Authored by Abigail Larbi, Programmes Manager at the Media Foundation for West Africa (MFWA).
Women form 50.7% of Ghana’s population but just about six percent of them get elected in District-level elections. Analysis of two data sets obtained from the National Association of Local Authorities of Ghana (NALAG), and the Electoral Commission (EC) of Ghana, through a Right to Information request, show that since 1994, about 2,059 females have been elected in total as against a staggering 34,460 males.
The highest number of elected women was recorded in 2006 when 478 got elected as Assembly Members even though still insignificant compared to the number of mails elected.
The statistics also show that since 2010, the number of women elected as assembly members has been declining. Even with the power of appointment of Metropolitan, Municipal, and District Chief Executives (MMDCEs), the figures are less than impressive as only 38 women representing a mere 15 percent, made it to the list.
Women’s representation in the District Assemblies has fallen short of the 30 per cent UN-recommended minimum threshold since the introduction of the decentralized system in Ghana in 1988. This is despite the many treaties and conventions the country has signed on to promote gender equality and diversity in decision-making. Regrettably, after many years of advocacy, it appears the much-anticipated Affirmative Action Bill will still have to wait another haul, as Ghana’s Speaker of Parliament recently rejected calls for the passage of the bill under a certificate of urgency.
Ghana’s decentralization agenda in the promise of delivering governance at the doorstep of the people provides opportunities in the communities where both women and men discover their voices, assert their rights and mobilize to achieve developmental goals. However, factors such as women’s concerns over public abuse, time constraints, lack of adequate role models, family concerns about their prospects, and economic challenges amidst partisan impact negatively on the participation of women in district-level elections.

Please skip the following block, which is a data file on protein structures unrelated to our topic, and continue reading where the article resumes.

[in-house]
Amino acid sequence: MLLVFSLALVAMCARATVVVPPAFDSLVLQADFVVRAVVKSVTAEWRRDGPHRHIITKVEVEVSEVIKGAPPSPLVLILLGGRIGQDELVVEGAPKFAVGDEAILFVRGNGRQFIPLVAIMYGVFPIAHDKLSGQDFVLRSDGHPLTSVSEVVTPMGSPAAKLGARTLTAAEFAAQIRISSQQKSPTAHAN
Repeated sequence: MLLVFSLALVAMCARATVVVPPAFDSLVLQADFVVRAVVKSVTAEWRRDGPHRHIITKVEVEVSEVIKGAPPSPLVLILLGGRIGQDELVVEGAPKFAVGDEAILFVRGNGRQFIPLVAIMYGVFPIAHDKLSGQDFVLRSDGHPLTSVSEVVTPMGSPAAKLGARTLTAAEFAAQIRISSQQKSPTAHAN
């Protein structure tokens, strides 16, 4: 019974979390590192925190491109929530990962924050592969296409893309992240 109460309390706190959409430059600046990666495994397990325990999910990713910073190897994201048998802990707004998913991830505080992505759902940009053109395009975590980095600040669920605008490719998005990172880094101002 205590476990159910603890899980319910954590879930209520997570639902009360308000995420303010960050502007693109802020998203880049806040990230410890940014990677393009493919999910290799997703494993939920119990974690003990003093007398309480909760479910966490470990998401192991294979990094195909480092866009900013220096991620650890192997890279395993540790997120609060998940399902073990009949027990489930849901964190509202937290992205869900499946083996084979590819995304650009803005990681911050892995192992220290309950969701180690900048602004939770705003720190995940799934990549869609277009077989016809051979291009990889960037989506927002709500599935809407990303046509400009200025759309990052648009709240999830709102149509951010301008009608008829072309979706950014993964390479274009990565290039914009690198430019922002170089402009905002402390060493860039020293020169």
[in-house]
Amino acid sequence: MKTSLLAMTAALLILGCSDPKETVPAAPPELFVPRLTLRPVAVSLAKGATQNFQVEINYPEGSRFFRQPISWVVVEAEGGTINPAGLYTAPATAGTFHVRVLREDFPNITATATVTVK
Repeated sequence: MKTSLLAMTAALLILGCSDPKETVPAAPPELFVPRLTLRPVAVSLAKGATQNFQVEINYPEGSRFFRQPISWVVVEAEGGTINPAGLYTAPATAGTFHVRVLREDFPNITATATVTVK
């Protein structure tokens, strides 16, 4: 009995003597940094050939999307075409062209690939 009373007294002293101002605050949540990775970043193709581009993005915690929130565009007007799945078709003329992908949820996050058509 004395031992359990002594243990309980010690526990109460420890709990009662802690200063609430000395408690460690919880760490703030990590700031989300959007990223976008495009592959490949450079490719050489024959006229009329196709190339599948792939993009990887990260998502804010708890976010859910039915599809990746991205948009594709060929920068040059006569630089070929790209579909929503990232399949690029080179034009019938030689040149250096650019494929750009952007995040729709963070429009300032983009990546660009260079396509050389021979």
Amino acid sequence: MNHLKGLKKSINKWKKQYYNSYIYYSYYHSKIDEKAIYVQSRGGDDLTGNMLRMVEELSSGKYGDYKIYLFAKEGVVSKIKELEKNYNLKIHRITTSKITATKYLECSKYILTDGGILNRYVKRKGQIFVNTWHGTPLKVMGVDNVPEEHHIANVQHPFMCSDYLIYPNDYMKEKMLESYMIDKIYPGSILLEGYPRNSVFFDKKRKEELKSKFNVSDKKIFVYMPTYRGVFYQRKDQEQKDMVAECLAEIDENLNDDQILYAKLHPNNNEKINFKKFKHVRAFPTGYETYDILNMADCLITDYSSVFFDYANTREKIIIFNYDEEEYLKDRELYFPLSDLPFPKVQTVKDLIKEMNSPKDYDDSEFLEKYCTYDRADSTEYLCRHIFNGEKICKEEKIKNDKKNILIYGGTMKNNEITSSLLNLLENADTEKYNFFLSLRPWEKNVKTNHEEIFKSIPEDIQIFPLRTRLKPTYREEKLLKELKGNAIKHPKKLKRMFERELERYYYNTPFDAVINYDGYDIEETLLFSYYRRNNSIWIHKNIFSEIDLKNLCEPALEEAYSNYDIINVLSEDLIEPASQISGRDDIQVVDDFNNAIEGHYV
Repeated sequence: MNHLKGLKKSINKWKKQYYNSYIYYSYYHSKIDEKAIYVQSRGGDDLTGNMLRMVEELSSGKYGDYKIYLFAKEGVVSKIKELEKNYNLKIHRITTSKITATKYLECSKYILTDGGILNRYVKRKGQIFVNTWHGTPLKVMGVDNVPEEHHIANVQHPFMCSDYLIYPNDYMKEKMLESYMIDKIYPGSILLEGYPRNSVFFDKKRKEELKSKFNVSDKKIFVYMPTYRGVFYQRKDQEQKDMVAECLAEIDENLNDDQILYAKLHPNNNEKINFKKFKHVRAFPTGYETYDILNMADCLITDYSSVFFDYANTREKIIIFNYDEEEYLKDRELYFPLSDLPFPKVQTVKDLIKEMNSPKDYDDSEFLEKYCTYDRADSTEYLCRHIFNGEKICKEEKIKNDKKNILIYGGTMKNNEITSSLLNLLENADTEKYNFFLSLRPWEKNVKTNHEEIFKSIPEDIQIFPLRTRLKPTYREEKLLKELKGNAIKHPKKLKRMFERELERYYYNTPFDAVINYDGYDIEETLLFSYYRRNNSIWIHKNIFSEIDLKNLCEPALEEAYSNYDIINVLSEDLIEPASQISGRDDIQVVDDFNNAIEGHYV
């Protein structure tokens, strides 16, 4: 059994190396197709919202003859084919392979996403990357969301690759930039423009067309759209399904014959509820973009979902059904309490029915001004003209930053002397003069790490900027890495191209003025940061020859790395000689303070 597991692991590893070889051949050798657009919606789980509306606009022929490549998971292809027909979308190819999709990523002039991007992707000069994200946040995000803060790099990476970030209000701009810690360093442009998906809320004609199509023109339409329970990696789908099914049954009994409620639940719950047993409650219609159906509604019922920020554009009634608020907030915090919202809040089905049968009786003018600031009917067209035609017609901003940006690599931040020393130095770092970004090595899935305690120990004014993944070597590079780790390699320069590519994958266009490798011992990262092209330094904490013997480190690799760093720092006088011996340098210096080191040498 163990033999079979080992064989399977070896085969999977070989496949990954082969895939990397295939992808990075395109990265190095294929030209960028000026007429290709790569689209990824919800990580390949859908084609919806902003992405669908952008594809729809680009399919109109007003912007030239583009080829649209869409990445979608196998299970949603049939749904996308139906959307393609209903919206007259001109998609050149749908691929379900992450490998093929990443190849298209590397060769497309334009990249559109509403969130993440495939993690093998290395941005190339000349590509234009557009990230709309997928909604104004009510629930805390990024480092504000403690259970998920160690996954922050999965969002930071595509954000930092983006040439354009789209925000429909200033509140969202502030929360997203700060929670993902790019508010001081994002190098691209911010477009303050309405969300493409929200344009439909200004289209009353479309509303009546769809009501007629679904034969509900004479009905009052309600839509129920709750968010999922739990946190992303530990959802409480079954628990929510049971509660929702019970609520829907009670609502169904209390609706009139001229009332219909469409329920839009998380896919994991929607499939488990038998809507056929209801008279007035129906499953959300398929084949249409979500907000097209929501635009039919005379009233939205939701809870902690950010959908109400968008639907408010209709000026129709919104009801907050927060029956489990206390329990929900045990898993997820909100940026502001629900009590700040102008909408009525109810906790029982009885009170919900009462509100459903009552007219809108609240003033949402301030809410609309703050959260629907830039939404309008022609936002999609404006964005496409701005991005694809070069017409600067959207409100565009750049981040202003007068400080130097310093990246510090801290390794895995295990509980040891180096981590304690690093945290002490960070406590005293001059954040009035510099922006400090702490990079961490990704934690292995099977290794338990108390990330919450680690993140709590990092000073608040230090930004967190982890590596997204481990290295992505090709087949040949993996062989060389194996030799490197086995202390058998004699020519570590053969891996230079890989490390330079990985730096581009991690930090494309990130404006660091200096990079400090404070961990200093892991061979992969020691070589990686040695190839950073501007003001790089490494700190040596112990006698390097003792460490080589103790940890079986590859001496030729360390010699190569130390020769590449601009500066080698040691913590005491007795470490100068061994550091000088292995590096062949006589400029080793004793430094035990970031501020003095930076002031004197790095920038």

As emphasized in a keynote presentation by local government expert, Dr Esther Ofei-Aboagye, “local government is the basic arena for social services that impact on women’s reproductive and domestic activities”. There is therefore the need to raise the level of gender equality by voting more women into the District Assemblies to promote inclusion; equitable allocation of public resources and public accountability. The continuous underrepresentation of women in political decision-making in Ghana jeopardizes the country’s potential to harness diverse leadership opportunities and to realize the Sustainable Development Goals.
On Tuesday, December 19, 2023, Ghanaians will head to the polls in the 8th District Assembly elections to elect assembly and unit committee members. The elections are expected to take place in 6,272 electoral areas and 38,622 polling stations nationwide in 259 districts out of a total of 261. At a press conference to announce the date for the elections, the Chairperson of the Commission, Mrs Jean Mensa, said the Commission had targeted a 60 per cent voter turnout for this year’s DLE, appealing to the media to help create awareness and educate the public on the essence of the exercise.
There is evidence to suggest that media visibility strongly improves the chances of women being more heard and seen, and also getting elected. As agenda setters and influencers of public opinion, the Ghanaian media must support the #Voteforwomen agenda by using their platforms to feature more women; and influence opinion on the importance of women’s presence in the local assembly leadership, shattering misconceptions and hindrances. They should also play the balancing role of ensuring a level playing field and resisting the negative narratives and control of information by class, partisanship, economic interests, gender and social status.
Local-based media must particularly project women candidates in their localities, highlighting their capacities, strengths, visions, and track records and communities must include them in local governance processes. They should endeavour to provide news in language and format that people can access to keep women on the front burner of the minds of citizens.
Ahead of the 2023 DLE, several organisations such as the Media Foundation for West Africa, Alliance for Women in Media Africa (AWMA), Abantu for Development, and the National Commission for Civic Education (NCCE) have engaged extensively in capacitating female aspirants and creating more opportunities for increased women’s visibility while also conscientizing Ghanaians to vote for more women.
Let’s be deliberate!
Vote for a woman; change the status quo.
Best wishes to all the phenomenal women contesting the 2023 District Level Elections.
14th December, 2023